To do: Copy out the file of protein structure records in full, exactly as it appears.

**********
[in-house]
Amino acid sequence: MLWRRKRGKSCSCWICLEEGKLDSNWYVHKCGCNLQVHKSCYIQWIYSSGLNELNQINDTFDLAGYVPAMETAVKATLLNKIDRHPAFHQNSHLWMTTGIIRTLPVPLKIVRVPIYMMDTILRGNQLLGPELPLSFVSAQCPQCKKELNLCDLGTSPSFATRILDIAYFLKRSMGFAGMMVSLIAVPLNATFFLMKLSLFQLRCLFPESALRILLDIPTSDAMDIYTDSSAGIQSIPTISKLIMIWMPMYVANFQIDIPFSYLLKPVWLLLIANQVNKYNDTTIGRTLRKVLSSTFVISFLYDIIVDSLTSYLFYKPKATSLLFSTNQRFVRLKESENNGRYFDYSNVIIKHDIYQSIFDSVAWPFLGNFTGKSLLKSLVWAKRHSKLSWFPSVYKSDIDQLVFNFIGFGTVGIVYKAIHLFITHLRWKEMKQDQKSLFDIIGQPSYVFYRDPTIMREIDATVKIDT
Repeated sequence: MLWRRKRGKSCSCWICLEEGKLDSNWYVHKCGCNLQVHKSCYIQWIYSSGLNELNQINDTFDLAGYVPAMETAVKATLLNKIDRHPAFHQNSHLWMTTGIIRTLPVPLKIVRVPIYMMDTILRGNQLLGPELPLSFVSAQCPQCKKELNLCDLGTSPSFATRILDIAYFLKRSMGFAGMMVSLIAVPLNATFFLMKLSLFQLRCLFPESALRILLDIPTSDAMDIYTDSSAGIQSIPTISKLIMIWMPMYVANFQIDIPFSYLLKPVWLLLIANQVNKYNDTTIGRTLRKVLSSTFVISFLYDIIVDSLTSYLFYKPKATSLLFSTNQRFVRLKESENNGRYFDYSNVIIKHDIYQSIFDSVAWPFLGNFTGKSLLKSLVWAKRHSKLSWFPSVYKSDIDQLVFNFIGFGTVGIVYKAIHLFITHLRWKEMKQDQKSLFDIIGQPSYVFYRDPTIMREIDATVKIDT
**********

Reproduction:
[in-house]
Amino acid sequence: MLWRRKRGKSCSCWICLEEGKLDSNWYVHKCGCNLQVHKSCYIQWIYSSGLNELNQINDTFDLAGYVPAMETAVKATLLNKIDRHPAFHQNSHLWMTTGIIRTLPVPLKIVRVPIYMMDTILRGNQLLGPELPLSFVSAQCPQCKKELNLCDLGTSPSFATRILDIAYFLKRSMGFAGMMVSLIAVPLNATFFLMKLSLFQLRCLFPESALRILLDIPTSDAMDIYTDSSAGIQSIPTISKLIMIWMPMYVANFQIDIPFSYLLKPVWLLLIANQVNKYNDTTIGRTLRKVLSSTFVISFLYDIIVDSLTSYLFYKPKATSLLFSTNQRFVRLKESENNGRYFDYSNVIIKHDIYQSIFDSVAWPFLGNFTGKSLLKSLVWAKRHSKLSWFPSVYKSDIDQLVFNFIGFGTVGIVYKAIHLFITHLRWKEMKQDQKSLFDIIGQPSYVFYRDPTIMREIDATVKIDT
Repeated sequence: MLWRRKRGKSCSCWICLEEGKLDSNWYVHKCGCNLQVHKSCYIQWIYSSGLNELNQINDTFDLAGYVPAMETAVKATLLNKIDRHPAFHQNSHLWMTTGIIRTLPVPLKIVRVPIYMMDTILRGNQLLGPELPLSFVSAQCPQCKKELNLCDLGTSPSFATRILDIAYFLKRSMGFAGMMVSLIAVPLNATFFLMKLSLFQLRCLFPESALRILLDIPTSDAMDIYTDSSAGIQSIPTISKLIMIWMPMYVANFQIDIPFSYLLKPVWLLLIANQVNKYNDTTIGRTLRKVLSSTFVISFLYDIIVDSLTSYLFYKPKATSLLFSTNQRFVRLKESENNGRYFDYSNVIIKHDIYQSIFDSVAWPFLGNFTGKSLLKSLVWAKRHSKLSWFPSVYKSDIDQLVFNFIGFGTVGIVYKAIHLFITHLRWKEMKQDQKSLFDIIGQPSYVFYRDPTIMREIDATVKIDT